Lymphedema-Mary's Stories-Diagnosis
Mary's Lymphedema Diagnosis

Mary is St. Joseph's Hospital to see the nurse, Doreen, who works two days a week at the local urban Indian clinic. While at work, Mary's arm and wrist began to swell and feel heavy. Doreen is gently examining Mary's arm and wrist.

Doreen: I'm glad you were able to get here today and didn't wait until I was back at the clinic.

Mary: Why, is there something wrong? Does this mean my cancer has come back?

Doreen: No, I don't think it is anything serious like that. But, it may be related to the cancer treatment. I think you've developed lymphedema.

Mary: What is that? What does it mean?

Doreen: It is a condition that some breast cancer patients get, but usually only if they had lymph nodes removed or damaged. Since you did not have surgery, but you did have radiation, I want you to show me where they did the radiation please.

Mary, moves her clinic gown to show the markings on her breast that were used to help guide and pinpoint the radiation.

Doreen: Well, it seems rare that this radiation would have damaged much, but it is in line with where most people's lymphatic system runs.

Mary: What does that mean?

Doreen: Well, your body has the blood system that you're familiar with. It also has a less know circulatory system to help drain liquids and fluids from the arms and legs. It is important to fight infections. We need to do a few more tests today, but right now it looks like you have the symptoms of lymphedema. So, it may have been caused by the radiation damaging some of the lymph nodes. They are needed to help drain the fluids. While we do a test in a new machine, called tomography, I want to wrap your arm and have you elevate it.

Mary: I don't have insurance. How much money does this new machine cost and do I really need to have this done?

Doreen: It is helpful to know what we're actually treating. The symptoms look like lymphedema, but I would like the oncologists to check and confirm this. He is currently working with this new machine. The cost of the test can be covered through St. Joseph's Indigent Program. So it won't cost you anything.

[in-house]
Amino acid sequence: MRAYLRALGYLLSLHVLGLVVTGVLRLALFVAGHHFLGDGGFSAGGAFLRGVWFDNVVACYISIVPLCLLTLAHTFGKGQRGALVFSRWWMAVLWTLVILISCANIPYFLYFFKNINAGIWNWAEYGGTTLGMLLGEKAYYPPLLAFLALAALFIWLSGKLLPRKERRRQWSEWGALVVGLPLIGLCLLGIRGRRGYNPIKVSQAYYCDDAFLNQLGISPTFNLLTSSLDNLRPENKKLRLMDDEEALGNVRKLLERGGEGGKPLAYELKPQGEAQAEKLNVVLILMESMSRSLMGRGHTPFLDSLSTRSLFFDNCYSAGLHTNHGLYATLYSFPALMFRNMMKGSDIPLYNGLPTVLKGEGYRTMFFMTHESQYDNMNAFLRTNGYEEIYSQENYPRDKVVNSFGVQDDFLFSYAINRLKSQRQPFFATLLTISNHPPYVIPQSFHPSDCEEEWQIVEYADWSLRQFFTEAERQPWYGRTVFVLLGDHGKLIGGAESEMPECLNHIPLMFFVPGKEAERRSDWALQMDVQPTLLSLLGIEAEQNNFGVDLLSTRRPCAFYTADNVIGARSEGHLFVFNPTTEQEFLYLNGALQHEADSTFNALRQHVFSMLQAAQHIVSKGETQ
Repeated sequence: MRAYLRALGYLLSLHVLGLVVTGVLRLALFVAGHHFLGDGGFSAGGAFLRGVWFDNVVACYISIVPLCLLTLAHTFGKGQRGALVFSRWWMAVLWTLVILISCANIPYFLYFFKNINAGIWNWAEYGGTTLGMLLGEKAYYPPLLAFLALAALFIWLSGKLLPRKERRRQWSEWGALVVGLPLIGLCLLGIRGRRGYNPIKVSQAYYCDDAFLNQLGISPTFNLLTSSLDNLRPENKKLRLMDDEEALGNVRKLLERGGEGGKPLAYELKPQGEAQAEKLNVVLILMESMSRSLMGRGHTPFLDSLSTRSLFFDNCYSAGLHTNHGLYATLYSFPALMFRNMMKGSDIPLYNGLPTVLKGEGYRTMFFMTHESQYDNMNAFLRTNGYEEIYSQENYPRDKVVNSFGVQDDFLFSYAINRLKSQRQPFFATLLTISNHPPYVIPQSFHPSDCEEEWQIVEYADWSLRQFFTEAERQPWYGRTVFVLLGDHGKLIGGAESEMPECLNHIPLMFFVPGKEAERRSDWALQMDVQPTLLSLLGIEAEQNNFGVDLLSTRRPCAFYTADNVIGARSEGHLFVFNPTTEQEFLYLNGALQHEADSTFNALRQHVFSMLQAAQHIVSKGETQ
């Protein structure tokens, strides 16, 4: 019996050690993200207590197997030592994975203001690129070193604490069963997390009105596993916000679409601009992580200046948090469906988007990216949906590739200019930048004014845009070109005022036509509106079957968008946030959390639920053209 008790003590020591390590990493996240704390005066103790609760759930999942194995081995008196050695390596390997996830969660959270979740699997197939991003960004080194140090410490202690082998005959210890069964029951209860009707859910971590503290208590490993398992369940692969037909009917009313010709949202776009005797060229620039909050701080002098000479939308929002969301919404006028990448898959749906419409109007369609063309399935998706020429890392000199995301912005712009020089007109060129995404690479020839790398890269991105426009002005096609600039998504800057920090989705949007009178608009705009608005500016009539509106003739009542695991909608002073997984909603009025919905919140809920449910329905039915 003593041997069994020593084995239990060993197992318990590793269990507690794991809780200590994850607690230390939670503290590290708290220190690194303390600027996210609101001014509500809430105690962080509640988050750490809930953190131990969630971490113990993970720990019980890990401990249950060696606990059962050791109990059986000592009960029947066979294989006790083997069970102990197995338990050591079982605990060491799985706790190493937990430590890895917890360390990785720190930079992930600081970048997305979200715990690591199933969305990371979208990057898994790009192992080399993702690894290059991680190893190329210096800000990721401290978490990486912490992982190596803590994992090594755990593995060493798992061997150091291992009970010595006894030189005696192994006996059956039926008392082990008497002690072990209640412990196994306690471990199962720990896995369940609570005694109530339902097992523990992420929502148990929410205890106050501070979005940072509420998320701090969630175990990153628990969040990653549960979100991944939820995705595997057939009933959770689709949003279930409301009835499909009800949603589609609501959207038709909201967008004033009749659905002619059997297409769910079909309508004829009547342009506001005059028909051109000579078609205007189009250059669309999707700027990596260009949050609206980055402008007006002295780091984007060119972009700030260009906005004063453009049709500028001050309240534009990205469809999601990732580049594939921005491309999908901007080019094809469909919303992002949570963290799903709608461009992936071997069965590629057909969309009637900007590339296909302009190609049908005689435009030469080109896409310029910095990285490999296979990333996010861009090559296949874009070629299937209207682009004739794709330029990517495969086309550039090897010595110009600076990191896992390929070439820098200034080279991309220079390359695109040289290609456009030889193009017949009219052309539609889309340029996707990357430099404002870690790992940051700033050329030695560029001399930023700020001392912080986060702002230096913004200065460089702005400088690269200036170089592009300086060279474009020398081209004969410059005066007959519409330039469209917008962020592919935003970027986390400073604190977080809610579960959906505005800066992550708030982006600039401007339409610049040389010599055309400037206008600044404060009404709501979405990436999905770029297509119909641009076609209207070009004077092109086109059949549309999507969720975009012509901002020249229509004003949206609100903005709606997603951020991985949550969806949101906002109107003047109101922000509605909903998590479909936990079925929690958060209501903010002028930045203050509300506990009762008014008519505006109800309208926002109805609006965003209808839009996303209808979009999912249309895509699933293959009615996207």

Mary: But what does it do? Will it hurt me in any way? Does it take my blood or genes or anything?

Doreen: No, nothing like that. I can show you want it looks like, but it allows us to get a better picture of your tissues to see what may be causing the clogging of your fluid draining away from your arm.

This is what the tomotherapy machine looks like with the cover lifted off of it. The machine allows for spiral pictures to be taken. These help us see soft tissue and to get a better idea of what is going on in your arm. This hospital is using it for a clinical trial to see how it can improve diagnosis of lymphedema. I can send in the outreach worker who can explain it to you so that you can decide if you want to have this test.

Mary: I'm interested to hear more. I don't know that I'll do it though.

Doreen: that is fine. Mark will come in to talk with you and ask him as many questions as you'd like to make certain you're comfortable that you understand everything. Then make your decision. In the meanwhile, I'm going to have the lymphedema therapist wrap your arm and put on some cold compresses. We'll also have you elevate it. How does this sound to you?

Mary: Good. I'd like to know why this just started out of nowhere and I'd like to stop it from getting any worse.

Doreen: Okay, I'll send in both the therapist and Mark. I'll see you a little later.

Mark, the medical assistant comes in, explains what is involved in tomotherapy. He discusses the procedure in more detail with Mary. Mary asks several questions to confirm no genetic specimens will be taken and there is no apparent violation of her traditional spiritual beliefs. Mary signs the consent form for the test and is reassured that the test will not cost her any money. While waiting for the tomography test to be set up for her, the lymphedema therapist wraps her arm. She also puts a cool compress around her arm. She is given a soft pillow to raise her arm so that it is higher than her heart. About 90 minutes later, the nurse comes in to tell her she can come into the tomography room.

Tomotherapy is done, the radiologist and computer specialist read the test results. Mary does have lymphedema. The lymphedema therapist returns to Mary's room and fits her for a couple of different sleeves for her to wear to prevent the swelling from getting any worse. The therapist schedules three weeks of appointments to help treat Mary's lymphedema.


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